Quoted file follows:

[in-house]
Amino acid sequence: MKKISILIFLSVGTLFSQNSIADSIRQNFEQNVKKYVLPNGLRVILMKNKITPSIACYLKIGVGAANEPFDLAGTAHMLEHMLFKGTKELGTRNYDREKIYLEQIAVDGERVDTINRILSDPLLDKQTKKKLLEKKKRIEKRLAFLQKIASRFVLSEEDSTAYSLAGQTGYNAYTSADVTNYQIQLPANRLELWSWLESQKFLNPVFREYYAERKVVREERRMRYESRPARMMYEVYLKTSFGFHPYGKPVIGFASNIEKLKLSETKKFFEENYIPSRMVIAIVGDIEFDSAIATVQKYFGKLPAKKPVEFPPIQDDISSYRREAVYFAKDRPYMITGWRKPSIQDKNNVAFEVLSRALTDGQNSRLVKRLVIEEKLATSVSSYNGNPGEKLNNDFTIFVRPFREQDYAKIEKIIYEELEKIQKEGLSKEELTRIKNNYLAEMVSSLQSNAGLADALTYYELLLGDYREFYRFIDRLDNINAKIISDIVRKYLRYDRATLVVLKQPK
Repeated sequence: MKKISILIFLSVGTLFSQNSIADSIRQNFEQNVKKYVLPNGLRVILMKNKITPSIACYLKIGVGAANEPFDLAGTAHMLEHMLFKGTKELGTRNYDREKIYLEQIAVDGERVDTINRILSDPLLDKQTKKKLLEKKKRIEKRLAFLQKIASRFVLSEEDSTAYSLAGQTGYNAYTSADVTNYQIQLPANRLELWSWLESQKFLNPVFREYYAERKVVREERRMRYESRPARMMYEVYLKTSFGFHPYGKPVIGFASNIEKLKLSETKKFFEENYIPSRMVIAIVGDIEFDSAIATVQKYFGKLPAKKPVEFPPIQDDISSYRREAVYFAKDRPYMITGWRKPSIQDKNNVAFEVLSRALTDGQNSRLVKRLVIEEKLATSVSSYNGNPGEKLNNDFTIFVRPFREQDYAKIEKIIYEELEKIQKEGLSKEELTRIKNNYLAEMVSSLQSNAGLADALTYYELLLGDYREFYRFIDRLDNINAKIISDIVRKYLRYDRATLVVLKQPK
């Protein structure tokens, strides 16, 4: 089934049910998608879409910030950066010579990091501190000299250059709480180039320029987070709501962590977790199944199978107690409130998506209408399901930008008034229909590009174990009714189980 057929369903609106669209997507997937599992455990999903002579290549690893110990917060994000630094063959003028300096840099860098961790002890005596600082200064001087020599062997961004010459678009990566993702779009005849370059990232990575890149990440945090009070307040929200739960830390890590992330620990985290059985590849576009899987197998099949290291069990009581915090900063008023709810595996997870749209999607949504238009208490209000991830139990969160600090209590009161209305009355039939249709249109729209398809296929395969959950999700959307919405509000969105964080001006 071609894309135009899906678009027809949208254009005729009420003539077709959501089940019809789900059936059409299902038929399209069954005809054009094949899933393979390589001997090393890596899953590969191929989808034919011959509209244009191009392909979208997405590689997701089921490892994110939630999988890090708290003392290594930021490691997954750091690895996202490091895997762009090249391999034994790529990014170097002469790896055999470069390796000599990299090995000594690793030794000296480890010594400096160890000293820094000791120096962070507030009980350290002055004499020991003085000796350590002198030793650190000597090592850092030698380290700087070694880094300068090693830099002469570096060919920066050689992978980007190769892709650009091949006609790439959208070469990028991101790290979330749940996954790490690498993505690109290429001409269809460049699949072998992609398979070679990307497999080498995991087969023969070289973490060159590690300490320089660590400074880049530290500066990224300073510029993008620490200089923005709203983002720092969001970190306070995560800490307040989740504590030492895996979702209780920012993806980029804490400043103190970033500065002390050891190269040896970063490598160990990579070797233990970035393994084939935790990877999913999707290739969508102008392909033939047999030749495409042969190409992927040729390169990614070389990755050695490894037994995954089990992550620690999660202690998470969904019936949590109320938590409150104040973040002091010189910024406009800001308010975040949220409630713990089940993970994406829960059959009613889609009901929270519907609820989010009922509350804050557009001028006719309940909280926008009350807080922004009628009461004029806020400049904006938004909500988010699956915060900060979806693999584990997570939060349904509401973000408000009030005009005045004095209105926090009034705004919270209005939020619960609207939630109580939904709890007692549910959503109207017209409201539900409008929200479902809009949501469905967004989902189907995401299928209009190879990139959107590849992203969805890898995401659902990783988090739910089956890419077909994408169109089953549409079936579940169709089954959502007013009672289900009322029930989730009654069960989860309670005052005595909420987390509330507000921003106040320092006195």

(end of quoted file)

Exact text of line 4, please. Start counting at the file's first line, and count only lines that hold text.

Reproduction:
């Protein structure tokens, strides 16, 4: 089934049910998608879409910030950066010579990091501190000299250059709480180039320029987070709501962590977790199944199978107690409130998506209408399901930008008034229909590009174990009714189980 057929369903609106669209997507997937599992455990999903002579290549690893110990917060994000630094063959003028300096840099860098961790002890005596600082200064001087020599062997961004010459678009990566993702779009005849370059990232990575890149990440945090009070307040929200739960830390890590992330620990985290059985590849576009899987197998099949290291069990009581915090900063008023709810595996997870749209999607949504238009208490209000991830139990969160600090209590009161209305009355039939249709249109729209398809296929395969959950999700959307919405509000969105964080001006 071609894309135009899906678009027809949208254009005729009420003539077709959501089940019809789900059936059409299902038929399209069954005809054009094949899933393979390589001997090393890596899953590969191929989808034919011959509209244009191009392909979208997405590689997701089921490892994110939630999988890090708290003392290594930021490691997954750091690895996202490091895997762009090249391999034994790529990014170097002469790896055999470069390796000599990299090995000594690793030794000296480890010594400096160890000293820094000791120096962070507030009980350290002055004499020991003085000796350590002198030793650190000597090592850092030698380290700087070694880094300068090693830099002469570096060919920066050689992978980007190769892709650009091949006609790439959208070469990028991101790290979330749940996954790490690498993505690109290429001409269809460049699949072998992609398979070679990307497999080498995991087969023969070289973490060159590690300490320089660590400074880049530290500066990224300073510029993008620490200089923005709203983002720092969001970190306070995560800490307040989740504590030492895996979702209780920012993806980029804490400043103190970033500065002390050891190269040896970063490598160990990579070797233990970035393994084939935790990877999913999707290739969508102008392909033939047999030749495409042969190409992927040729390169990614070389990755050695490894037994995954089990992550620690999660202690998470969904019936949590109320938590409150104040973040002091010189910024406009800001308010975040949220409630713990089940993970994406829960059959009613889609009901929270519907609820989010009922509350804050557009001028006719309940909280926008009350807080922004009628009461004029806020400049904006938004909500988010699956915060900060979806693999584990997570939060349904509401973000408000009030005009005045004095209105926090009034705004919270209005939020619960609207939630109580939904709890007692549910959503109207017209409201539900409008929200479902809009949501469905967004989902189907995401299928209009190879990139959107590849992203969805890898995401659902990783988090739910089956890419077909994408169109089953549409079936579940169709089954959502007013009672289900009322029930989730009654069960989860309670005052005595909420987390509330507000921003106040320092006195």